When pitching for a licensed title, the research involved means watching cartoons (or as I call it…the perks of the job). Dex had many seasons of shows, and a lot to go through in a limited time. But the idea for my story came within watching just a few episodes. Really it came down to seeing the opening title sequence for every episode. Seeing the antagonistic relationship between brother and sister, and no matter what Dexter created, it would be inevitably destroyed by Dee Dee. I started forming the basic plot for a 4-issue storyline, jotted it all down on a one page pitch and sent it off. Of that, the premise became:

There is one thing that has always ruined every experiment Dexter has ever created…his sister, Dee Dee. Realizing the only way to ever succeed is by removing this error from the equation, Dexter believes he's created the perfect world in which to reach his ultimate potential. Instead, his dream becomes a nightmare once he realizes he needs Dee Dee, and will go to the end of the world to bring her back.

As the case is with pitching, sometimes you hear back but usually not at all. You cast away, hope for the best, and move on. I can't recall if it had been weeks or months when I heard back, but I was out of town and checking my email on my phone when I got the word that Cartoon Network liked the story and greenlighted it! Before I could celebrate, it was time to start drafting up the outlines to each issue, and get the ball rolling.


There are actually a few steps for the process of writing comics. For me, it's turning in an outline for each issue (generally a page or two long that plays out the various beats and ideas for the issue). There's writing the scripts themselves (I always write full script…breaking down every page and panel with description and dialogue). Writing is rewriting, so once you get notes back from the editor and the licensor, it usually only takes one more draft to turn in. And towards the end of the process after all the art and lettering is done, is the proof stage. To see how it looks and turn in any last minute notes (usually to add or take out dialogue as the case may be).

For Dexter, the scripts came pretty easy. A lot is watching enough episodes to get a feel for how the show writers helped give voice to the characters. I always try to remain as true to the show as I can. I want to hear the actors in my head when scripting them for the comics. It's the best compliment to get when someone reads the comic and says it reads like the show or they hear the actors. And you always hear horror stories of various networks asking for lots of changes and being tough to work with. But Cartoon Network has been very easy. I noticed that when writing the Adventure Time comics and it was no different on the Dexter's Lab comics.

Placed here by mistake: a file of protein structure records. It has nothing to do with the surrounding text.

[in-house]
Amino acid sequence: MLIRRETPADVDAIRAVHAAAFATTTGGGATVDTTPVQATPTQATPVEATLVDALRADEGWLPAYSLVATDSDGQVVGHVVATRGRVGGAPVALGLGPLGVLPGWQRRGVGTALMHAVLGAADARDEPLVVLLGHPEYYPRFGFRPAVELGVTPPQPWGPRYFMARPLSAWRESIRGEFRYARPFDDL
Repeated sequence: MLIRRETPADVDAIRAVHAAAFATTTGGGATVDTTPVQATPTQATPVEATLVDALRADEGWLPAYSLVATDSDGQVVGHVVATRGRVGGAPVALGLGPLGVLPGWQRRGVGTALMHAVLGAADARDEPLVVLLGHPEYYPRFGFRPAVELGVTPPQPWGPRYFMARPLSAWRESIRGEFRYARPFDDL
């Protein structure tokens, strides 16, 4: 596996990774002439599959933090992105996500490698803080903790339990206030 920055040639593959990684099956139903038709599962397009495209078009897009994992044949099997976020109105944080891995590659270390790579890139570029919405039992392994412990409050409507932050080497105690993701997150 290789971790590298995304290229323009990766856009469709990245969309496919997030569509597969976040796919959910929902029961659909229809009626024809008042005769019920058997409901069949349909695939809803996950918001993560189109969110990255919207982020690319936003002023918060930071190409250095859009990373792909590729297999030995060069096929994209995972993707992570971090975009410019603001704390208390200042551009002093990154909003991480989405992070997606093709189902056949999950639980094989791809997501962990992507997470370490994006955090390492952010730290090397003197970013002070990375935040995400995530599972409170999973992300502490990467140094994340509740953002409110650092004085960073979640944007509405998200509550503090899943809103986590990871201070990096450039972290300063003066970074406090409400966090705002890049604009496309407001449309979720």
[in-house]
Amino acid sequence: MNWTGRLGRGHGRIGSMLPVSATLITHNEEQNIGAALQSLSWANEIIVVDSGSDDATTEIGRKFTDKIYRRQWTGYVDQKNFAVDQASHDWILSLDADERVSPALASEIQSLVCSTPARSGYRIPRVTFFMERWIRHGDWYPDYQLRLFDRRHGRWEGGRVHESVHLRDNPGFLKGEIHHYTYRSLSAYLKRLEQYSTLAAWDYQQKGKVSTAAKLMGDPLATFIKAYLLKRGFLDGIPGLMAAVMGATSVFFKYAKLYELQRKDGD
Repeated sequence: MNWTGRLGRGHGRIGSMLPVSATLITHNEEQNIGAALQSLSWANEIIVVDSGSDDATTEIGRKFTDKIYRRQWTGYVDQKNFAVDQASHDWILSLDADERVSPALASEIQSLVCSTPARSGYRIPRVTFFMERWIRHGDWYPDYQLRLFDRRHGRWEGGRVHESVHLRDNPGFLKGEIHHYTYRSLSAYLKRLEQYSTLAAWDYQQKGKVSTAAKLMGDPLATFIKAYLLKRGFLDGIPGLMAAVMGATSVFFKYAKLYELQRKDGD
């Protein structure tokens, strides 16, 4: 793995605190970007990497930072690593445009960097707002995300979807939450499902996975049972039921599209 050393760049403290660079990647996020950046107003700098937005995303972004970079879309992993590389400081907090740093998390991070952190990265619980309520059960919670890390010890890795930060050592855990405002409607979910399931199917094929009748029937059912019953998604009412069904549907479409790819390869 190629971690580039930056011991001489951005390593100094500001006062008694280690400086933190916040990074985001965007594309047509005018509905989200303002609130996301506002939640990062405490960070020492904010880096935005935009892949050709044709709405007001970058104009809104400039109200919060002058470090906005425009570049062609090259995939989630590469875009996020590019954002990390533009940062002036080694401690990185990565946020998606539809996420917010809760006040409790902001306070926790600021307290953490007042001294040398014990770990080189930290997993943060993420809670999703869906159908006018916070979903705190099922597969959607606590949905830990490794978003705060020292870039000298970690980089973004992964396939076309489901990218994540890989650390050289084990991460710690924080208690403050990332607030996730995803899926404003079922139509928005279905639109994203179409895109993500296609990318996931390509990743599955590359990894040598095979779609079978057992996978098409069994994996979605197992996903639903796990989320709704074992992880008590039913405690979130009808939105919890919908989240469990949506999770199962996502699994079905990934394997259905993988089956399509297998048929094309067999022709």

Knowing that IDW publishes multiple covers for each issue of their comics, I wanted to see if I could draw one (especially for a title I'd be writing). So it was agreed I'd do one for the very first issue. From this point, it was a matter of drawing up some thumbnail ideas for what the cover might look like. And the idea for what would become my cover, came while sitting in traffic. Stuck on the 405 in LA, bumper to bumper, I had a notepad in my passenger seat. And when the idea of Dexter stuck in a tube held by Dee Dee in his lab popped into my mind…I drew up a rough sketch. I later revised it into a few different designs.

Once approved by Cartoon Network and IDW, I went about drawing it up in blue pencil, then ink, then passed it along to the colorist, Pamela Lovas. Aside from web comics and convention prints, this is her first professional published work that I know of, and I think she did a fantastic job. Actually added so much more to my very basic idea. And I've worked with her again on an upcoming Adventure Time story.

Cover Process with thumbnails and rough pencils (art by Derek Fridolfs)


Not every project I'm on, do I get to see the rough pencils before the art is finished. A lot of time, books are already under tight deadlines, and the writer doesn't see anything until the proofing stage (and sometimes not even then). But we were on schedule or ahead of it, that I'd get sent some of the rough layouts by artist Ryan Jampole. And even at this stage I was excited, because his roughs looked on-model and clean. I could already imagine what the finished art would look like!

Layouts by artist Ryan Jampole


Ryan Jampole on pencils & inks. Jeremy Colwell on colors. I'm not sure how close they worked together, but I think they blend together extremely well. The cartoon is heavily centered around blues and greens. And sometimes, that might get drab or come across flat on the comic page. But I think a nice balance has been reached. To the point that the art looks so close to the animation cels from the show.

Art by Ryan Jampole and Jeremy Colwell


And the final step….you the audience!